With a tally of almost 1,000 films a year, we have the reputation of being the second largest film producing nation after the United States. Yet the Indian film industry, which nurtures superstars, is not yet a global superpower. The world is not the stage for the satisfied and successful Indian market.
Mira Nair, Deepa Mehta and Gurinder Chadha might have made a global dent, but they are all NRIs. Aishwarya Rai, Sushmita Sen, Om Puri, Gulshan Grover have bagged some prestigious international projects but are yet to earn the accolades of, say, a Penelope Cruz or Zhang Ziyi.
The main reason why mainstream moneymakers and hit filmmakers do not have international clout is because they chose not to. Consider that of 2005’s total revenues of Rs 68 billion, overseas box office revenues contributed only nine per cent, according to FICCI’s report on the Indian Media and Entertainment Industry, while the domestic box office bit off a massive Rs 77 billion.
From kitsch fare to soul food
Perhaps this is why Indian filmmakers prefer to stay rooted at home. As Karan Johar says, “We are the only filmmaking nation that is independent of studios and Hollywood money because of our strong domestic business. Our global success is increasing as seen in UK, France, Germany, Poland, UAE, Malaysia, Indonesia, South Africa and Tanzania, among others, but we cannot compete with the North American market because of language limitations and because we have not yet penetrated the mainstream of most countries.”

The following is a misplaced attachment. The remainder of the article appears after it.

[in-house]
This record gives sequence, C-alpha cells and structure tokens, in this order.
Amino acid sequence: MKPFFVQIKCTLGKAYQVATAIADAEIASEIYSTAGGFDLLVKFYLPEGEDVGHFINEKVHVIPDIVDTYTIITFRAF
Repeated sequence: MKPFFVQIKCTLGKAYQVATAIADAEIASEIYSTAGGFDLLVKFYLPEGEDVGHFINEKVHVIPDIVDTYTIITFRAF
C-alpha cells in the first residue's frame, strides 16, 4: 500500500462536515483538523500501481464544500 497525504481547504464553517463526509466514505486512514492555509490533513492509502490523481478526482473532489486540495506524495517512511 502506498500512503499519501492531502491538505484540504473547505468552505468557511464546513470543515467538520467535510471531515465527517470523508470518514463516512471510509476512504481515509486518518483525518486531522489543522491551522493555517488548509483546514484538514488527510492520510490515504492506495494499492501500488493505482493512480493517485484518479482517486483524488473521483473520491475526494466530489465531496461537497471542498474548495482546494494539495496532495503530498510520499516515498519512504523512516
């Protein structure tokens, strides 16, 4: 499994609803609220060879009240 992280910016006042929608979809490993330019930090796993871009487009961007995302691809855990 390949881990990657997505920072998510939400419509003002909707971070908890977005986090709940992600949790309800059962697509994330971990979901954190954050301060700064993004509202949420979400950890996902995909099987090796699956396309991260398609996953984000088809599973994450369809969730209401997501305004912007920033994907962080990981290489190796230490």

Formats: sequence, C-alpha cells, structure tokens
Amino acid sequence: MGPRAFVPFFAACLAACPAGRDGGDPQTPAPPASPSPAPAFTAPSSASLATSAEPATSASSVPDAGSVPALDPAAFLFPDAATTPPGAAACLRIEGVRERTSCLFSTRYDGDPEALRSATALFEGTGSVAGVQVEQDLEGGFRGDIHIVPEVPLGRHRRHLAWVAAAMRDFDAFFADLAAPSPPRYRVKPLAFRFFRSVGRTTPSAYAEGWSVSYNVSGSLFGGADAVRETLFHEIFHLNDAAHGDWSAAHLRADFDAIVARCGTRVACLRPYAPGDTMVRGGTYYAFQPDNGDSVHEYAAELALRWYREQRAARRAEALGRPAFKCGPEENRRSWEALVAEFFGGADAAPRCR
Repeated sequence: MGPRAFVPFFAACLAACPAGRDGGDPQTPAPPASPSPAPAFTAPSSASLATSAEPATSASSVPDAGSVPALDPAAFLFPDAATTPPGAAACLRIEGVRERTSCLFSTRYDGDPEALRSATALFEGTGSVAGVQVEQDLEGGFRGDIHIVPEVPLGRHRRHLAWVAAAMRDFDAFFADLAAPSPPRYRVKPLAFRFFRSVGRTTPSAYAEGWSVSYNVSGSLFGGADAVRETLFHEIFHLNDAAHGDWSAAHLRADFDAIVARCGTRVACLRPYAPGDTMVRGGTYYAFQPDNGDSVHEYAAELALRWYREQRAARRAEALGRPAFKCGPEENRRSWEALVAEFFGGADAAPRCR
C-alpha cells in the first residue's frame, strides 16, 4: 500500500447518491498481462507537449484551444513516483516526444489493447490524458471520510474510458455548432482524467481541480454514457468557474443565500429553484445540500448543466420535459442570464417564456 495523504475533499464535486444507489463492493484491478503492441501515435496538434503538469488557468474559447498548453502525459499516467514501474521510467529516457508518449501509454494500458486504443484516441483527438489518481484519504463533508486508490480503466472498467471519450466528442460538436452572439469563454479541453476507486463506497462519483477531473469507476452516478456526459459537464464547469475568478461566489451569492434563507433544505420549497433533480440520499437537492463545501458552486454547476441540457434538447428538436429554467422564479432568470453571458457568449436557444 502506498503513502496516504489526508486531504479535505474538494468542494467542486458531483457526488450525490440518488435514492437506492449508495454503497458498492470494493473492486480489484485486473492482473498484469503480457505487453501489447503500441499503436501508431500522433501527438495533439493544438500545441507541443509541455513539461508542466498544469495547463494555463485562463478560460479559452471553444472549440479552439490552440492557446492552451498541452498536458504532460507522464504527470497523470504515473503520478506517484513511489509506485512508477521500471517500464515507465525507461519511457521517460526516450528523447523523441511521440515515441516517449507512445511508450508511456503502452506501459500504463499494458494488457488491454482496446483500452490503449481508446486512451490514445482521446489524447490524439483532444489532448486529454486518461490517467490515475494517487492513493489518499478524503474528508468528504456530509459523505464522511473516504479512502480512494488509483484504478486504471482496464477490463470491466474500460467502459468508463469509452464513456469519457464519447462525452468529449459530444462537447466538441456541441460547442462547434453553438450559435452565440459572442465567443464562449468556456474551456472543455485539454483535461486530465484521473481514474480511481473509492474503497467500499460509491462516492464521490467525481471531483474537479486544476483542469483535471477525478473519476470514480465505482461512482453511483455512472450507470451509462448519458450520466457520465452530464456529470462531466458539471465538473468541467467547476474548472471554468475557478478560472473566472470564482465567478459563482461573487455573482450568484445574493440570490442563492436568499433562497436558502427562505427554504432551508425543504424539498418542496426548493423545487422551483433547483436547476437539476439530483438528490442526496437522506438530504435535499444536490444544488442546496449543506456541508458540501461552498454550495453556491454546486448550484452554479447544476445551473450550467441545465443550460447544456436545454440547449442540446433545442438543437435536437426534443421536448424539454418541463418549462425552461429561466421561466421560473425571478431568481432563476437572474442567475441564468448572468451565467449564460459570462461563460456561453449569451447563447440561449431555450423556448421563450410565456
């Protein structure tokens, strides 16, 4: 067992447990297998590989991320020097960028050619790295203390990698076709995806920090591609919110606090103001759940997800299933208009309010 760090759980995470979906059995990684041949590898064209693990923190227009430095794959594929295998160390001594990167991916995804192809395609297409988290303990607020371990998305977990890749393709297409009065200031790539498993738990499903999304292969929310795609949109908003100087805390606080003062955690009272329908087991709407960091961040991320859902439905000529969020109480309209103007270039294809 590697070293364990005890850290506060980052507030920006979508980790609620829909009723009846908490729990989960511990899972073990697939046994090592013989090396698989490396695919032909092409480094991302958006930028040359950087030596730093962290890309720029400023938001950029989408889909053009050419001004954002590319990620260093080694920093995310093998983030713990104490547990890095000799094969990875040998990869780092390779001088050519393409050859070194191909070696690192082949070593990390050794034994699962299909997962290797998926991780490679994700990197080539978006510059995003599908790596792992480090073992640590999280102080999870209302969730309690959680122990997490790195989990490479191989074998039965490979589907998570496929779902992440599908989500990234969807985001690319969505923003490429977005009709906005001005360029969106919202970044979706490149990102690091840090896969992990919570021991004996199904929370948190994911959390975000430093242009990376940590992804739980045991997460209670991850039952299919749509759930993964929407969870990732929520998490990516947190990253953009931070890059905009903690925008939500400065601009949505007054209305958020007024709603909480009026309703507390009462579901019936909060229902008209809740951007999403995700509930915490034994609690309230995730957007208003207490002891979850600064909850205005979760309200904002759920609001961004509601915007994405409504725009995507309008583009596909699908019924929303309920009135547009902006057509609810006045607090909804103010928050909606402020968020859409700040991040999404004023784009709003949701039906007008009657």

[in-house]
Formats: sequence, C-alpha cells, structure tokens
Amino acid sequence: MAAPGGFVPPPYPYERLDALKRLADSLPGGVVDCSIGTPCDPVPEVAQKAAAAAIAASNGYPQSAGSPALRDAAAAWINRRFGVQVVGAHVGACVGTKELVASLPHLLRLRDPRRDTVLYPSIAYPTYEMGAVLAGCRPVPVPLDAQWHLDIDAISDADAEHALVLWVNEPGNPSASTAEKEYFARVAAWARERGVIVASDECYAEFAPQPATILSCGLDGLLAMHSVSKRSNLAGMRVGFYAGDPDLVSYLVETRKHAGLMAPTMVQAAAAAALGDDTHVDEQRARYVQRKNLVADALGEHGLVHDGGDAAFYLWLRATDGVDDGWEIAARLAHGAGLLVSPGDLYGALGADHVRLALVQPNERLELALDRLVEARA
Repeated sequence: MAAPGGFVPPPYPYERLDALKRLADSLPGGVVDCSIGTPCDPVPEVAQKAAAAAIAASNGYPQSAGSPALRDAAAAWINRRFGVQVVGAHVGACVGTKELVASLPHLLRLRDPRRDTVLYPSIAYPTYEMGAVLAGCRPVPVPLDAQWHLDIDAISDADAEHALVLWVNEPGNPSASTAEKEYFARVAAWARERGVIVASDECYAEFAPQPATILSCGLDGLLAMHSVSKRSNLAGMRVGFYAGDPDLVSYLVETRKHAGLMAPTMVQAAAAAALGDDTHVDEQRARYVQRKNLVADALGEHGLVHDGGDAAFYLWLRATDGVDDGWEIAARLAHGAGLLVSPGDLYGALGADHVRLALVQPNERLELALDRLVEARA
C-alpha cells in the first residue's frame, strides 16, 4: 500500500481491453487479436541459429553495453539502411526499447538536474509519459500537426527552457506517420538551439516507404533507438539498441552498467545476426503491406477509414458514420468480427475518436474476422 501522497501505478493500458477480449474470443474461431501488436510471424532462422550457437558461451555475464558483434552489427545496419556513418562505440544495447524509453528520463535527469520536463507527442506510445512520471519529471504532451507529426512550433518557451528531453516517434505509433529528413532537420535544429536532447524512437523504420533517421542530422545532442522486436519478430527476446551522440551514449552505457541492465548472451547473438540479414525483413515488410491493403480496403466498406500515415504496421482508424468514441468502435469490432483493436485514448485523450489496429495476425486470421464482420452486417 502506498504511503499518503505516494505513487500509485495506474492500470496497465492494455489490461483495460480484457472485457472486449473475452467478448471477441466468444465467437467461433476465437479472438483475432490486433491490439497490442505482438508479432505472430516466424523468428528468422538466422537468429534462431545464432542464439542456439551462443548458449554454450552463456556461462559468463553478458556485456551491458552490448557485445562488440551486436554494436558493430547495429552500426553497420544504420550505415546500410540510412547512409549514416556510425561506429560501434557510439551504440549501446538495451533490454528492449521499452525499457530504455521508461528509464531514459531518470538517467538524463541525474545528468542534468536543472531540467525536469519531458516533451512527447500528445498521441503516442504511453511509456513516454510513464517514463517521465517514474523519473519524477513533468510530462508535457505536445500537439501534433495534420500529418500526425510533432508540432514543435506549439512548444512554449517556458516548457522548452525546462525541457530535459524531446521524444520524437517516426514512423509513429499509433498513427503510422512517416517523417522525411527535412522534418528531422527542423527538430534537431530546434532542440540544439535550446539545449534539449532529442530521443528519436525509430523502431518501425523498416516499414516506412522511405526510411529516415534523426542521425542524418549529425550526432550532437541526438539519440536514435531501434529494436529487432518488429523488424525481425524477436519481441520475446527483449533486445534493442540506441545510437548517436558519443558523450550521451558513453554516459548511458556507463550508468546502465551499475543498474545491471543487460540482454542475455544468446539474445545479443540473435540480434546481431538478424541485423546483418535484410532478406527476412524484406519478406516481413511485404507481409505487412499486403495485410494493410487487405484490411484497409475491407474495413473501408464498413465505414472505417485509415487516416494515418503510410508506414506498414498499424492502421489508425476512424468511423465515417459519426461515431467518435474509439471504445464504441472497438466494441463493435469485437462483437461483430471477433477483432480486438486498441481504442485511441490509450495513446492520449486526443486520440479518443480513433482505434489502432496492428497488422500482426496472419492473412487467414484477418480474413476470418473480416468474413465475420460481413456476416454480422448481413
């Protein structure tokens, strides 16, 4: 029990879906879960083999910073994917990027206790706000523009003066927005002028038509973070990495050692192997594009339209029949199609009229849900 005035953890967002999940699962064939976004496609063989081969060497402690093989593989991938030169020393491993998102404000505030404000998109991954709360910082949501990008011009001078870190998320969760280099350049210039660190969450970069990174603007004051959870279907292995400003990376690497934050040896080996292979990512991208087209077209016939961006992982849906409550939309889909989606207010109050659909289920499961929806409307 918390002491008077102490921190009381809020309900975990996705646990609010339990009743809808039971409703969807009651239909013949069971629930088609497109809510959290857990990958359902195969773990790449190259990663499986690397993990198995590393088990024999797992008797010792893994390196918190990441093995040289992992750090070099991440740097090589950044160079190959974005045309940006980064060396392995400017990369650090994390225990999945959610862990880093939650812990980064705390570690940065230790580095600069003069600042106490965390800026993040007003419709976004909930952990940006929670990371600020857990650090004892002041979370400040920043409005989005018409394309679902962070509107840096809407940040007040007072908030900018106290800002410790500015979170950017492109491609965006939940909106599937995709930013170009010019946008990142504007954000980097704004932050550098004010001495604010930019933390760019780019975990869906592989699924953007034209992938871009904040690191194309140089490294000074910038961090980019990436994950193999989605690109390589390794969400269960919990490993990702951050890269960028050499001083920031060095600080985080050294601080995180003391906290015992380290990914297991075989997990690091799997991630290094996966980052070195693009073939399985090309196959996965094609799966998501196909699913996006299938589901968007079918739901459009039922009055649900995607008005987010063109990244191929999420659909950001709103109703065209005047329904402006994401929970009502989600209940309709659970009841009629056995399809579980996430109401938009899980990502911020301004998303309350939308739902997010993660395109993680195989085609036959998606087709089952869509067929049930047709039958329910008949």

The shift in perception away from ‘kitsch’ fare to films with soul might help Indian films, as might tapping new business areas like outsourcing. Offering services to international filmmakers for locations, line production, post-production, special effects and animation, thus combining Indian films with the film making acumen could put India onto the global film firmament.
Most agree that it will take the film industry considerable time to become a global power, particularly as our films and filmmakers are habitually inward looking. Indeed the FICCI report projects on a marginal increase in overseas box office revenues for the Indian film industry of just one per cent over the next five years.
Technology, content the obstacles
Manmohan Shetty, managing director of Adlabs Films, feels that the Indian film industry’s footprint and global footprint currently is “negligible”. “Penetration is only in the Hindi-speaking Indian diaspora or in countries that have near-identical cultures like Korea, West Indies and Malaysia,” says Shetty. Both he and Sandeep Bhargava, CEO of Studio 18, concur that the Indian film industries global impact will not happen in the next five years as “we are not attuned to making films for a global audience and hence cannot be seen as influential”.
The perceptible increase in market share and rising revenues internationally, are factors as are the changing import policies in countries like Pakistan, the greater number of cinema screens available and the newer diaspora audiences. “Our films are currently seen in 30 countries and it is projected that we will add 20 more countries by 2008,” says Bhargava. The next five years will tell their own story, and knowing our films, they’ll be dramatic and heightened.